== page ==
Quietly slipping below the radar screen of most NBA scouts and mainstream media analysts, D.J. Kennedy
has slowly but surely turned himself into one of the most versatile small forwards in all of college basketball.
A major contributor from the moment he arrived at St. John's, Kennedy has established himself as the most important player on the Red Storm's roster in this, his junior season. He contributes in a wide variety of ways, being their leading scorer (while still maintaining excellent efficiency numbers), their main half-court facilitator and playmaker, a major force on the glass, and the one who is consistently assigned to defend the opposing team's best perimeter player.
From a physical standpoint, Kennedy clearly has the tools to play in the NBA. The lefty has good size at 6-6 to go along with long arms and a chiseled frame, not being a freakishly explosive athlete, but clearly having the fluidity and quickness to translate his game to the next level.
Offensively, Kennedy is not a terribly skilled small forward, but still finds ways to contribute to his team in a variety of different ways. Not much of a shot-creator or off the dribble shooter, he is, as mentioned, his team's main facilitator, a sort of point forward who makes good decisions, directs traffic on the floor and does a great job getting his teammates involved, as evidenced by his high assist numbers--which clearly would be even higher with better talent around him.
He is very effective in transition, where his average handle (particularly driving left) and inability to change directions with the ball aren't as much of an issue, as he can use his pure speed and strength to get to the basket and finish around the rim, while putting him at the free throw line at a pretty nice rate. He also takes a decent amount of 3-pointers (3.8 per game) and knocks them down at a solid 37% clip, despite possessing a somewhat flat and awkward lefty stroke that clearly has plenty of room for improvement.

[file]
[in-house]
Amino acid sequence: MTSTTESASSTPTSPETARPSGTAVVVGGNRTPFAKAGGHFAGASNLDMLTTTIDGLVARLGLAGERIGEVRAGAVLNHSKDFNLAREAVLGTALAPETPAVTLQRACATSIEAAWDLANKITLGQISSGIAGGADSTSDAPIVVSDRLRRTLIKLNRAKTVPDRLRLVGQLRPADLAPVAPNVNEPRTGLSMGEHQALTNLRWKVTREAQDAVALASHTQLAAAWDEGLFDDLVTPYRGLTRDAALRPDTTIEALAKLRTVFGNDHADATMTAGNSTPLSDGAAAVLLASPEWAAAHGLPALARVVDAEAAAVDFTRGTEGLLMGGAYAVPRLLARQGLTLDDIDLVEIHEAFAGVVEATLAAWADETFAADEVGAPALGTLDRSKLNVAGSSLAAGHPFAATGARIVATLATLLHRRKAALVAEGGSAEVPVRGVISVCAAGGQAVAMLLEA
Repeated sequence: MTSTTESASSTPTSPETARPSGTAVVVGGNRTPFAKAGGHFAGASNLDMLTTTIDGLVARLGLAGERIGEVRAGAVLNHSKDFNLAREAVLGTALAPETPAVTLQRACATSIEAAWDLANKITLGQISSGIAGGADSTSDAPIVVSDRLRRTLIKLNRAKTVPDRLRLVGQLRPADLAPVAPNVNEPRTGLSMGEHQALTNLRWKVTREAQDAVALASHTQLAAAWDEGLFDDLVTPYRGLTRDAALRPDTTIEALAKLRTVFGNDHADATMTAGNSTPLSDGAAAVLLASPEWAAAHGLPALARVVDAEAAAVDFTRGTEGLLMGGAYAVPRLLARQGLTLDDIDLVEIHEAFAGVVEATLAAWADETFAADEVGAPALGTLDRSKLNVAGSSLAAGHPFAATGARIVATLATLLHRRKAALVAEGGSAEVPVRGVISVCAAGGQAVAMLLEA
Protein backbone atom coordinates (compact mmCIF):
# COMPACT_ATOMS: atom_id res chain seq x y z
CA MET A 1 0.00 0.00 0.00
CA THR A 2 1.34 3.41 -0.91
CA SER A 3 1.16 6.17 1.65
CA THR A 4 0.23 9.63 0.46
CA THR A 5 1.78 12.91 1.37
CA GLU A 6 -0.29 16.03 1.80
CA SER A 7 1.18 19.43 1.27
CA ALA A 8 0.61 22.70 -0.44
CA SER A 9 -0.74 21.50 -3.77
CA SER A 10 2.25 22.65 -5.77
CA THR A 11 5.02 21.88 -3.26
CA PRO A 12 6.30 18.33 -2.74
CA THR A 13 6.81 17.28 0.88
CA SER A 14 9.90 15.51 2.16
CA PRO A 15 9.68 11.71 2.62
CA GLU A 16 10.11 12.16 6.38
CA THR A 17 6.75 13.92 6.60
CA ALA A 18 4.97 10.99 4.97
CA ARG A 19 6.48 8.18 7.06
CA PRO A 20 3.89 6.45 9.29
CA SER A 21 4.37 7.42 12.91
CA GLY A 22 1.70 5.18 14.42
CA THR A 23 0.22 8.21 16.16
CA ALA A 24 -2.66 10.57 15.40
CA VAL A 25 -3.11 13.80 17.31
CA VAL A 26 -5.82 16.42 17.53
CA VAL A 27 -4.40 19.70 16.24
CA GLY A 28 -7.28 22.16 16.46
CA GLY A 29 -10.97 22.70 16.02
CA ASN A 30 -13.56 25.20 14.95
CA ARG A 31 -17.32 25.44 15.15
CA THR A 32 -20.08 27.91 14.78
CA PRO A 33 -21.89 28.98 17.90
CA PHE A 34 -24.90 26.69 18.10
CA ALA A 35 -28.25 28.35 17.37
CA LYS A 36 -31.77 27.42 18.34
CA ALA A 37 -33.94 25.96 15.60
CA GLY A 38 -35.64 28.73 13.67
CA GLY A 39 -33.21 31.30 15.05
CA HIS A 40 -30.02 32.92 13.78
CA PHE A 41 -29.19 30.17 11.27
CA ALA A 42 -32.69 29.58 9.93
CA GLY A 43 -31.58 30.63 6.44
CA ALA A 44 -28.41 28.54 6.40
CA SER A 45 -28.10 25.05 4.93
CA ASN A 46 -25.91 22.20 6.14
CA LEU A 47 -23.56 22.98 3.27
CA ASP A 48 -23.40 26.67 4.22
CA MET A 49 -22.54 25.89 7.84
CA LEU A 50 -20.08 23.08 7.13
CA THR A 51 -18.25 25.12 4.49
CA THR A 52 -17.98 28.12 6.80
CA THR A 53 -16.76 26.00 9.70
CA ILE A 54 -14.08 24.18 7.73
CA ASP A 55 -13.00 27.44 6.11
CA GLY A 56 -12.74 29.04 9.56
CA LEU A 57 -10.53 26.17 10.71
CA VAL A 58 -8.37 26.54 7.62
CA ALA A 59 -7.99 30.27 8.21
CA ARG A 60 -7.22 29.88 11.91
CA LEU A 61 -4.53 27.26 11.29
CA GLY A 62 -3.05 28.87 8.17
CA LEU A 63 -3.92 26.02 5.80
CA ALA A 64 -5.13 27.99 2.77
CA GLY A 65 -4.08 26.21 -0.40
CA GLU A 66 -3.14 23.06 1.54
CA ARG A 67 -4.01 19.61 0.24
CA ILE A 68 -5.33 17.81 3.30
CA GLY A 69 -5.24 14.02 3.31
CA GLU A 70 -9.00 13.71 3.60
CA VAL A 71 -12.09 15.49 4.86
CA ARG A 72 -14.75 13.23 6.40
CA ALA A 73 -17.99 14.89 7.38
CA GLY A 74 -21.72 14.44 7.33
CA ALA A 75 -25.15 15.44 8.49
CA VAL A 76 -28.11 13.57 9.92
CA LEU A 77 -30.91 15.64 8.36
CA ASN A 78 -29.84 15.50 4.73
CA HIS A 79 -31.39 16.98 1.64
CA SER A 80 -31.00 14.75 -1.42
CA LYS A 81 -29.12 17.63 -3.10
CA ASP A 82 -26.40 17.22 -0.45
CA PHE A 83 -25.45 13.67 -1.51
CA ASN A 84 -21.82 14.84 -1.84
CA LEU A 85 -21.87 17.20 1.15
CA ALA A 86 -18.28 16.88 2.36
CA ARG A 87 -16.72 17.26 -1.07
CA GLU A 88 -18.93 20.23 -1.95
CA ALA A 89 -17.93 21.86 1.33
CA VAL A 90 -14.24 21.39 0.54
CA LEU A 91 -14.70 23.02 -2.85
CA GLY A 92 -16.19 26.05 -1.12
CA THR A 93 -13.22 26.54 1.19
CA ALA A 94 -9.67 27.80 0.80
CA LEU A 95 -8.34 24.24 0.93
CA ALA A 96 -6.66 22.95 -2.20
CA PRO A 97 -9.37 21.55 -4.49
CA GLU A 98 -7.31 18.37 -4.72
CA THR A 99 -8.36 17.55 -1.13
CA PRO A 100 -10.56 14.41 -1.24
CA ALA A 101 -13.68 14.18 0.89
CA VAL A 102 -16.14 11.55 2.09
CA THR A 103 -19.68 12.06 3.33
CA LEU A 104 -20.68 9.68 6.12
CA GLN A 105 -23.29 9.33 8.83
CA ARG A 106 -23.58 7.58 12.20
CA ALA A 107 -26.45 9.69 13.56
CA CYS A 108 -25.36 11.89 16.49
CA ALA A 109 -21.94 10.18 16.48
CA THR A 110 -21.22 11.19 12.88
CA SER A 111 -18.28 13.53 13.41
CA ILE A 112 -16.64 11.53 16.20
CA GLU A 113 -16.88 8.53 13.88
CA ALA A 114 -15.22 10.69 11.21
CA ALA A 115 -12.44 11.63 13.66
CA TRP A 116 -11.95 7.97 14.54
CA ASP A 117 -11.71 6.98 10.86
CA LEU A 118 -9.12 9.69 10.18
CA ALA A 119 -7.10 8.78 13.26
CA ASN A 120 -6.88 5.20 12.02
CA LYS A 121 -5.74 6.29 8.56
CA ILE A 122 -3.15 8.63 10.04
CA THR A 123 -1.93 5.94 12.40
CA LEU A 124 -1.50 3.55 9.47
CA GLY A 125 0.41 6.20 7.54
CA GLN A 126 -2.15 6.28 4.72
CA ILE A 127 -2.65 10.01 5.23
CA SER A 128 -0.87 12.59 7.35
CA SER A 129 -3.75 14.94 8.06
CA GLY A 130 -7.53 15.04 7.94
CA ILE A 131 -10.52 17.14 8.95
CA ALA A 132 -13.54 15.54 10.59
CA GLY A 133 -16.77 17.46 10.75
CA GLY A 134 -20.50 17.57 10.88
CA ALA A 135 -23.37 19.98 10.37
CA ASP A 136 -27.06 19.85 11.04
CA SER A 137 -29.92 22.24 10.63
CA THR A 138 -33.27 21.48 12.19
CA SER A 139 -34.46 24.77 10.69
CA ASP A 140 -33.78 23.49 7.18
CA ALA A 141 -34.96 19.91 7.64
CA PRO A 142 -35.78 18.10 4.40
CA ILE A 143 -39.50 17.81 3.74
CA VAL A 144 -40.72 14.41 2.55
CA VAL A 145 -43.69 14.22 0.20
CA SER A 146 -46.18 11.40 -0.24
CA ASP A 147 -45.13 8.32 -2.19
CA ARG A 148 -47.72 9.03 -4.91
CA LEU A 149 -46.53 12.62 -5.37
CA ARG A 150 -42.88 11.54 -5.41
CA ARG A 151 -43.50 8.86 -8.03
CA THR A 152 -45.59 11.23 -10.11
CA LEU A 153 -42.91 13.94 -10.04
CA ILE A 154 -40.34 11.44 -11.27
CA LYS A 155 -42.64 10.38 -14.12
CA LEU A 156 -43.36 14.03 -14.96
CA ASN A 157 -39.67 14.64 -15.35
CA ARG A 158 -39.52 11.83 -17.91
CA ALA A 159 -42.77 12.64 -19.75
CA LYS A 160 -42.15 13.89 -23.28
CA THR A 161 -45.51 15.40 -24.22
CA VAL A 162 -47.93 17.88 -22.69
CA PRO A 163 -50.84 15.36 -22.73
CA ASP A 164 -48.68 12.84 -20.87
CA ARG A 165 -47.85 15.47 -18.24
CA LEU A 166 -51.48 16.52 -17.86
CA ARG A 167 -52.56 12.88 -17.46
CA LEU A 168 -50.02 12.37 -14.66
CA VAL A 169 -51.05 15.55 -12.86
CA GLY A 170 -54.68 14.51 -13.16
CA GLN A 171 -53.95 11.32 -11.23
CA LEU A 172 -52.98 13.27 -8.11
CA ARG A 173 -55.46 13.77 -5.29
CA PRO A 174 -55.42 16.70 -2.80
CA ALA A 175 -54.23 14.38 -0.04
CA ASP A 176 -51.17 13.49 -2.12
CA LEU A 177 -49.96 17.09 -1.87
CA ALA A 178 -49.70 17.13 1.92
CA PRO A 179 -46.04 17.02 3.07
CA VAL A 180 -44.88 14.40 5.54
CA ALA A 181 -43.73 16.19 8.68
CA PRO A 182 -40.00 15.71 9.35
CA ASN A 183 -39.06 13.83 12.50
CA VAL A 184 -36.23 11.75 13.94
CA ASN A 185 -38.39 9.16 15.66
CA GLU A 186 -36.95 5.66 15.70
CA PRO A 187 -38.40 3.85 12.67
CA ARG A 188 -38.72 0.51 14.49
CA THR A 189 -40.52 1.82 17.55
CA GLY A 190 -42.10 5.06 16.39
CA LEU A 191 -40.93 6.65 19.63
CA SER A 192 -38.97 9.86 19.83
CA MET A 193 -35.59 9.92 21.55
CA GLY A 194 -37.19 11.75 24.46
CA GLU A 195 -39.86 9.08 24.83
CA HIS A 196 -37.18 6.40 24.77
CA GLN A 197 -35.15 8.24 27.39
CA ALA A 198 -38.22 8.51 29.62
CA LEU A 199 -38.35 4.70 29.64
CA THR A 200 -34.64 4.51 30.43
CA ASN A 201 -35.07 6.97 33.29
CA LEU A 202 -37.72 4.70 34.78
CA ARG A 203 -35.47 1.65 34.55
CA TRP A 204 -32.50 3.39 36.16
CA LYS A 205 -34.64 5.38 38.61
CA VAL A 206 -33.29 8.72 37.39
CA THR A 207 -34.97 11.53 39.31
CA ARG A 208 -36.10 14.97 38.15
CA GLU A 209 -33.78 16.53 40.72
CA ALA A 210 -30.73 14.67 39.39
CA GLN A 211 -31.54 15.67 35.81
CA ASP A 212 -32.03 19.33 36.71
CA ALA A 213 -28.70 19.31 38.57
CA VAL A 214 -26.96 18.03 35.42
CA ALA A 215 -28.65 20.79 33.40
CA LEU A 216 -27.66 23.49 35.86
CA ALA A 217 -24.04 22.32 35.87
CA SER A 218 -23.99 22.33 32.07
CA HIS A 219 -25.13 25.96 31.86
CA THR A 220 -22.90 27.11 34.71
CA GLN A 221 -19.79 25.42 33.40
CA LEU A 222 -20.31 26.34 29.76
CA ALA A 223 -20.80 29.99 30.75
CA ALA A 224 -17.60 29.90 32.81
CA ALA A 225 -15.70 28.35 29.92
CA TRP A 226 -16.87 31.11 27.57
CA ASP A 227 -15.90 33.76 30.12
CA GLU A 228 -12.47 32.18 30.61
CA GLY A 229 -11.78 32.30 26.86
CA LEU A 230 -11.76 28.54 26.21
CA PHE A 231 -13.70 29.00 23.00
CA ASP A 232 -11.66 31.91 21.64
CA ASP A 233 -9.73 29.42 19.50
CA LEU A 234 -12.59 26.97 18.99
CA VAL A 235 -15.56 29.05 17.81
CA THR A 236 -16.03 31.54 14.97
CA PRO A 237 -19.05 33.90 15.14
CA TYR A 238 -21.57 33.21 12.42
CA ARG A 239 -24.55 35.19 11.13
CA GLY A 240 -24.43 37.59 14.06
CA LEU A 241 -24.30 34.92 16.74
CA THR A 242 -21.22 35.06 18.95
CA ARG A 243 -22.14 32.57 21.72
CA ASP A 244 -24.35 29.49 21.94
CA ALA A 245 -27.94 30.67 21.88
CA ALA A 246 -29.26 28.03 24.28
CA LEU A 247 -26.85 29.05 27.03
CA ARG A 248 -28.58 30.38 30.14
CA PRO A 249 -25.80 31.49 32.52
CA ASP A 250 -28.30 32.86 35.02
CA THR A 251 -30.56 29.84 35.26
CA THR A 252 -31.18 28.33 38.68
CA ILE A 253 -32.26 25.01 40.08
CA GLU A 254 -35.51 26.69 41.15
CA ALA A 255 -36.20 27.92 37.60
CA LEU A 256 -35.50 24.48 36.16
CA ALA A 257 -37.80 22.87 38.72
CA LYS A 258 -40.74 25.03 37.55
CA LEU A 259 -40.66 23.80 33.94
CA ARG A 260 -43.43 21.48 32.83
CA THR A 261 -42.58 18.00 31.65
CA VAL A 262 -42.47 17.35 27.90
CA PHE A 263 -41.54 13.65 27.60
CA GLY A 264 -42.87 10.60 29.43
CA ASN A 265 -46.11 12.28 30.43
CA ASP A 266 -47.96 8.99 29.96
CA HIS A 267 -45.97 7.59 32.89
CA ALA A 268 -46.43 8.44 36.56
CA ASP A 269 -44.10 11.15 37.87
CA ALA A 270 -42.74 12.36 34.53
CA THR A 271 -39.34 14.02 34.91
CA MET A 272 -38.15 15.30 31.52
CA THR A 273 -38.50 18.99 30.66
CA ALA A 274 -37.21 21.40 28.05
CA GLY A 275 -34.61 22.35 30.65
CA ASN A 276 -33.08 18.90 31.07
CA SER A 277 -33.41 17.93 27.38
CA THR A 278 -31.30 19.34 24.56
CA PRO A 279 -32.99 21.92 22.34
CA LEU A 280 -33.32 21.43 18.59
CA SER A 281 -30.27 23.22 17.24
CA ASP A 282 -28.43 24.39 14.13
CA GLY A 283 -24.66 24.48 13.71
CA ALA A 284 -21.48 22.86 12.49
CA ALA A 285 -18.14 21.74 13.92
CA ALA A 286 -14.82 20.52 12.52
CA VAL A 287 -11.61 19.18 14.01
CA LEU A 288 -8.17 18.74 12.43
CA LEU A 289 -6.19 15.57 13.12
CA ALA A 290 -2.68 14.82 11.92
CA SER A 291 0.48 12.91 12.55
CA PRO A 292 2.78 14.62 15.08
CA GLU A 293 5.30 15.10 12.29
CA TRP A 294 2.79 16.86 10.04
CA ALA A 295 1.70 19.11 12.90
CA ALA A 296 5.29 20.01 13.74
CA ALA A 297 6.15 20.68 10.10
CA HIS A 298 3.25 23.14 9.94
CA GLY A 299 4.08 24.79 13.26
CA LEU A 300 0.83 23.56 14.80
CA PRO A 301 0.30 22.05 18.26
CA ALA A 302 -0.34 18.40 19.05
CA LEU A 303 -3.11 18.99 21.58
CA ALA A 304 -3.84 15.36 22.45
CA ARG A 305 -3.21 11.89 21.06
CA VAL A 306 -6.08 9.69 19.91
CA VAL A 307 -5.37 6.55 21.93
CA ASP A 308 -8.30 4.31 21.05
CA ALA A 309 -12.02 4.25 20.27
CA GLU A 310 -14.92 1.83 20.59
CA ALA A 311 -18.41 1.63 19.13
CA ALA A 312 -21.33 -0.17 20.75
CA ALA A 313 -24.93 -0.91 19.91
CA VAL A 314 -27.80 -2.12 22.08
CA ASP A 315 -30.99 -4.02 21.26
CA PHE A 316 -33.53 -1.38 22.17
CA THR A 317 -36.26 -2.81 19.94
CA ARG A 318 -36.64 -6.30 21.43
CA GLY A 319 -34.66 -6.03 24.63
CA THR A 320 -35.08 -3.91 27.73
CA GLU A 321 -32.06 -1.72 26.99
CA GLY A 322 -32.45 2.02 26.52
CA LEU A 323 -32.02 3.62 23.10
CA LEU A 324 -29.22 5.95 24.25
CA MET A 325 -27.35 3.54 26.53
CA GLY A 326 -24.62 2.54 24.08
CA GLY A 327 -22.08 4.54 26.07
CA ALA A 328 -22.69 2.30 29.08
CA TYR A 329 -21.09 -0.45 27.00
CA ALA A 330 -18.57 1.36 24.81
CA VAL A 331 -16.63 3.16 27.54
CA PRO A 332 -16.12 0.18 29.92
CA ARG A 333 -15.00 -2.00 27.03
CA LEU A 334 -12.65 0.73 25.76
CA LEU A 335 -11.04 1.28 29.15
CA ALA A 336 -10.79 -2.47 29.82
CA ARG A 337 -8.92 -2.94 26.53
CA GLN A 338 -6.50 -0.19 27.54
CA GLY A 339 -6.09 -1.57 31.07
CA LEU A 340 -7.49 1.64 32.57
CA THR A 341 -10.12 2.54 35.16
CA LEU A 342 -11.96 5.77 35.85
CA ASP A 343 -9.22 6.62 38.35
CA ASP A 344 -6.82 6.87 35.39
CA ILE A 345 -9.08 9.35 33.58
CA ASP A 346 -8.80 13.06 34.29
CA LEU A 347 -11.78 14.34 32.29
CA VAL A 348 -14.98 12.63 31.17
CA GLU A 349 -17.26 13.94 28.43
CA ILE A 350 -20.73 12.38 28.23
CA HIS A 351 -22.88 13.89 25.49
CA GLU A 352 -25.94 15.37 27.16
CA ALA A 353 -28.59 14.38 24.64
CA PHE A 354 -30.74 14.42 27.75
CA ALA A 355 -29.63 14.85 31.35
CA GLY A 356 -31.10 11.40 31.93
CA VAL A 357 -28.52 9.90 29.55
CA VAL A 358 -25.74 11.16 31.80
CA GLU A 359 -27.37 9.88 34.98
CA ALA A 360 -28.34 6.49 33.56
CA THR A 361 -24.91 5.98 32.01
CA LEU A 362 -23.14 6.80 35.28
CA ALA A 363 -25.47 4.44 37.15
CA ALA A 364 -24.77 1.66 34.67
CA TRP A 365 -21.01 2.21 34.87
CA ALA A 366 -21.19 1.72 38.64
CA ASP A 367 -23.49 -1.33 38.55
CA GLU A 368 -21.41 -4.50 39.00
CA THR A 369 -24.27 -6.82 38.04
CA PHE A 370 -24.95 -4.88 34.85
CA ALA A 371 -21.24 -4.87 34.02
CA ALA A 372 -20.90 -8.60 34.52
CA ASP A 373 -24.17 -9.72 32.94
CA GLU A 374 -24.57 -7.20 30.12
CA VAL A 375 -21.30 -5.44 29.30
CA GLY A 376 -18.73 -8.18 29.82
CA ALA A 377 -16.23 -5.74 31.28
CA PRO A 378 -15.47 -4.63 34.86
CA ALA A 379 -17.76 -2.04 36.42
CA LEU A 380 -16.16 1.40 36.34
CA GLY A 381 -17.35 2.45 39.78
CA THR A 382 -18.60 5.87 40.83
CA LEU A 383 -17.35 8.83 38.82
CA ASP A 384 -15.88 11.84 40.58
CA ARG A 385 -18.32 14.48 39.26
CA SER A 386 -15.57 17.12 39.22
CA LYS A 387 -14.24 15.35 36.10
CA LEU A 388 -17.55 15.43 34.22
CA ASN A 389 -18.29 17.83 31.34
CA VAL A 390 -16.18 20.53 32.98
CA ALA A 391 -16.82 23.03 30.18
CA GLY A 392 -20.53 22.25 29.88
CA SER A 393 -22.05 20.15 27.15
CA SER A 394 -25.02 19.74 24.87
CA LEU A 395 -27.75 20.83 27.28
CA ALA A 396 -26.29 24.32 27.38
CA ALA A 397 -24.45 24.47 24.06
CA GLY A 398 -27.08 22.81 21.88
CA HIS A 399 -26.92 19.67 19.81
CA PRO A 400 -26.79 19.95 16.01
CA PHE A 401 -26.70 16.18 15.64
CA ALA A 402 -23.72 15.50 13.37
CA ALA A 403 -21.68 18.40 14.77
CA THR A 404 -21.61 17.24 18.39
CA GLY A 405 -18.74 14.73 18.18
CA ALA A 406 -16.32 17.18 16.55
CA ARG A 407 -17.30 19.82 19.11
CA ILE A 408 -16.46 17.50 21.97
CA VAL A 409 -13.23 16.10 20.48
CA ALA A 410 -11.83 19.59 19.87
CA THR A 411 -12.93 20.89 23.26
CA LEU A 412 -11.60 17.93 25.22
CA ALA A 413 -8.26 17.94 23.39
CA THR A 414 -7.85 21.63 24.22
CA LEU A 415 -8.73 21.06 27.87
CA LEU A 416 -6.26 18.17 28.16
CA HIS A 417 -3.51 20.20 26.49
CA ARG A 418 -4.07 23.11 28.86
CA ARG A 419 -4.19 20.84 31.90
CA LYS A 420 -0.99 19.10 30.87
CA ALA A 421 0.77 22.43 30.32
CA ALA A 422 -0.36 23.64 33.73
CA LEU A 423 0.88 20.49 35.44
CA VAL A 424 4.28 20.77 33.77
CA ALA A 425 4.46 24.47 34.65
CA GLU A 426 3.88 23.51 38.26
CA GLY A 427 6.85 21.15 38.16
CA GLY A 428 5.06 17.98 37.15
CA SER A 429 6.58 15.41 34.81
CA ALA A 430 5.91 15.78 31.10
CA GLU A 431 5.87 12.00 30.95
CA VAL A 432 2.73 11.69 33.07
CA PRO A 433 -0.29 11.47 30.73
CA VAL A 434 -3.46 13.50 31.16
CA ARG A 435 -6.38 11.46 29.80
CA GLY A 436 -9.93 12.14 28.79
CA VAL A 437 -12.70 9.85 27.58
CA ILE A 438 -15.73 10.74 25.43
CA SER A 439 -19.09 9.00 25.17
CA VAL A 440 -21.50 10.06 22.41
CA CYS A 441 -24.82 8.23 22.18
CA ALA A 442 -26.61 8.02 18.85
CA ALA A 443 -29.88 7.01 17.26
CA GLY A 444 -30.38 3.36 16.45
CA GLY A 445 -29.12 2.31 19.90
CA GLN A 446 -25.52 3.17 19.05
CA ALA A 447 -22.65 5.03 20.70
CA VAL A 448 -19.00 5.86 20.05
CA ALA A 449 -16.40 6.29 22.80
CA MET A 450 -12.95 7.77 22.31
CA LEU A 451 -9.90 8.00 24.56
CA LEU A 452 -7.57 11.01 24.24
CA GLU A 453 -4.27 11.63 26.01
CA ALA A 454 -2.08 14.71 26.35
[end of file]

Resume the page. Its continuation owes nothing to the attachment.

Perhaps the most notable part about Kennedy's offensive profile is the fact that he has already proven his merit as a willing and very effective role-player, which is exactly what he would have to be in the NBA.
Defensively, Kennedy is already one of the best man to man defenders you'll find in the Big East, showing a very intriguing combination of physical tools, smarts and intensity.
He uses his length extremely well contesting shots on the perimeter, doing an excellent job staying in front of his matchup and looking very intelligent in the way he baits opposing players into taking tough shots over his outstretched arms. Watching his defensive possessions from this season and last, it's impressive to see the way in which he was asked to guard everything from point guards to power forwards for St. John's.
As a rebounder, Kennedy is very productive, hauling down 8.3 boards per-40 minutes pace adjusted, a third of which come on the offensive end. He does a good job coming up with the occasional block or steal, but isn't one to gamble unnecessarily, and commits an obscenely low number of personal fouls, only 16 in 367 minutes all season long, or one every 23 minutes.
Kennedy isn't the type of player who will wow you on first glance with his shot-creating ability or pure talent. What he is is a very fundamentally sound all-around player who should be able to blend in seamlessly with better players around him thanks to the excellent versatility he brings to the table.
If he can find a way to become a true knock-down spot-up shooter by the time he's finished at St. John's, he should be able to find a niche in the NBA, as a Courtney Lee
type jack of all trades.